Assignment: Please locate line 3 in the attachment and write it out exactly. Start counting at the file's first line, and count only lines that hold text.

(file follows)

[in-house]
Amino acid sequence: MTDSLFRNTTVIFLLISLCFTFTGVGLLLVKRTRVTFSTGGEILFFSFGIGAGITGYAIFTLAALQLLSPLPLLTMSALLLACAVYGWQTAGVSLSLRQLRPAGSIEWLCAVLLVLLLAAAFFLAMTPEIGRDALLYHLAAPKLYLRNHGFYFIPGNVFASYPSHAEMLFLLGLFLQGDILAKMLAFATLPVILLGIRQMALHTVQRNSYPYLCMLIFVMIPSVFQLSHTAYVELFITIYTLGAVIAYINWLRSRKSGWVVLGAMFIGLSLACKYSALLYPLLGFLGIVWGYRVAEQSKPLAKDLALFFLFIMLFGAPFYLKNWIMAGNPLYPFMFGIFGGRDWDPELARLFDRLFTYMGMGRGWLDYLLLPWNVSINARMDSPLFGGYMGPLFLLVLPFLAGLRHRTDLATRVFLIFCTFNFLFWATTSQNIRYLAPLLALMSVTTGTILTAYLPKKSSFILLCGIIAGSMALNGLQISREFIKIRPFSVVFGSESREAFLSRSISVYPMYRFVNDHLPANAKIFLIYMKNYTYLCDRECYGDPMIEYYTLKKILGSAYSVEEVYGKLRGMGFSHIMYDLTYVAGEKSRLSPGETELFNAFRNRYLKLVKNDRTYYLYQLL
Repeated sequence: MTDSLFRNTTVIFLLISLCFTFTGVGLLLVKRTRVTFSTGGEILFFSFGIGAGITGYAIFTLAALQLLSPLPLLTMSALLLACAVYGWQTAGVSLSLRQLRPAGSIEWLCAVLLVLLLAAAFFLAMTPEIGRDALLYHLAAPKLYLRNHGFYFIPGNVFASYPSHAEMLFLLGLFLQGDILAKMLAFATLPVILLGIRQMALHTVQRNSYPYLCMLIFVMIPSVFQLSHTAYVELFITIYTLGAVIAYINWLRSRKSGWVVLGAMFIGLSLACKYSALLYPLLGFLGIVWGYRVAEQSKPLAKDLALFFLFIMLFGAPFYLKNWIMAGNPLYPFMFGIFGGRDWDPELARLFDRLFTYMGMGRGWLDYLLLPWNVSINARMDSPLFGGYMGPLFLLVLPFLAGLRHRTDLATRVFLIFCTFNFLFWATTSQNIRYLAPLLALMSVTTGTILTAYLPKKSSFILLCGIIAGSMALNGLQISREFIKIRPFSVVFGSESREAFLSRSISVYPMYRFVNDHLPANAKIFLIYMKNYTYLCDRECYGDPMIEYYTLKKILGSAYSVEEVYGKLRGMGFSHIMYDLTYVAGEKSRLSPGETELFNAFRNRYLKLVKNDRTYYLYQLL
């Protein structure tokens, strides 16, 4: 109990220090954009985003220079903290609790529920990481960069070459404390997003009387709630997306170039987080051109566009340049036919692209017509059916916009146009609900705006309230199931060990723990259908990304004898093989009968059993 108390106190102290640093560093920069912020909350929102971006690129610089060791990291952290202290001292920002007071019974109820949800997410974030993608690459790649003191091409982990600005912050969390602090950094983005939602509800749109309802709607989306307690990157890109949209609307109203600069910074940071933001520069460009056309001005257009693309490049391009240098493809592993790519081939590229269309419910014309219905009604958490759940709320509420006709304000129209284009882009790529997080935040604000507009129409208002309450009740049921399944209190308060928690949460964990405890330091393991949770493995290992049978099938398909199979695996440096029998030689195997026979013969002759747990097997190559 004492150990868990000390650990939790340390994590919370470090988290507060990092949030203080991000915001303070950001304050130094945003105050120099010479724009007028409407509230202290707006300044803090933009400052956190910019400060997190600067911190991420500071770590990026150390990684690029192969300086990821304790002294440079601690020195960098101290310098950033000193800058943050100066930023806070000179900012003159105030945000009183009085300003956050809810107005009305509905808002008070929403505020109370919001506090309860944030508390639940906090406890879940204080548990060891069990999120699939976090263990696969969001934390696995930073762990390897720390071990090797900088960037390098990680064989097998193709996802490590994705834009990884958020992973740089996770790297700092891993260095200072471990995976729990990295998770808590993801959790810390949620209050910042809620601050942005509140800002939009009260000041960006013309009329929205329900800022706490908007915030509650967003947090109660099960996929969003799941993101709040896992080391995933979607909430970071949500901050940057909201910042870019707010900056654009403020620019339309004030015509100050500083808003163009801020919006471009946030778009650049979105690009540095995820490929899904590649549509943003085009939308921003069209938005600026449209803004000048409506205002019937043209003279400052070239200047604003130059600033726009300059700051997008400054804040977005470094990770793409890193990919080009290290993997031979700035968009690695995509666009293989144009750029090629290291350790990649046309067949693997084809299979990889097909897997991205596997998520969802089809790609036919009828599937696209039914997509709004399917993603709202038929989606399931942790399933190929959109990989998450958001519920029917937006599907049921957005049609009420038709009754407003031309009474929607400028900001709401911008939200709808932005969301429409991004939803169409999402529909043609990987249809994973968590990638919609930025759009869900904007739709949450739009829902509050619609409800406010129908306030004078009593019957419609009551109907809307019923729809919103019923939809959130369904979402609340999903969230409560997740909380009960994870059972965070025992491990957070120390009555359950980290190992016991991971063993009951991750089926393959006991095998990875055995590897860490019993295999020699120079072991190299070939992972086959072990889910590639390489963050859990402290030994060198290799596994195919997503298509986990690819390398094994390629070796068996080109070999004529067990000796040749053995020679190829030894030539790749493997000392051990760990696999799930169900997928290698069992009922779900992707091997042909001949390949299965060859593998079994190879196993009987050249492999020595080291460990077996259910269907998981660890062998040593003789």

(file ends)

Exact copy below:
Repeated sequence: MTDSLFRNTTVIFLLISLCFTFTGVGLLLVKRTRVTFSTGGEILFFSFGIGAGITGYAIFTLAALQLLSPLPLLTMSALLLACAVYGWQTAGVSLSLRQLRPAGSIEWLCAVLLVLLLAAAFFLAMTPEIGRDALLYHLAAPKLYLRNHGFYFIPGNVFASYPSHAEMLFLLGLFLQGDILAKMLAFATLPVILLGIRQMALHTVQRNSYPYLCMLIFVMIPSVFQLSHTAYVELFITIYTLGAVIAYINWLRSRKSGWVVLGAMFIGLSLACKYSALLYPLLGFLGIVWGYRVAEQSKPLAKDLALFFLFIMLFGAPFYLKNWIMAGNPLYPFMFGIFGGRDWDPELARLFDRLFTYMGMGRGWLDYLLLPWNVSINARMDSPLFGGYMGPLFLLVLPFLAGLRHRTDLATRVFLIFCTFNFLFWATTSQNIRYLAPLLALMSVTTGTILTAYLPKKSSFILLCGIIAGSMALNGLQISREFIKIRPFSVVFGSESREAFLSRSISVYPMYRFVNDHLPANAKIFLIYMKNYTYLCDRECYGDPMIEYYTLKKILGSAYSVEEVYGKLRGMGFSHIMYDLTYVAGEKSRLSPGETELFNAFRNRYLKLVKNDRTYYLYQLL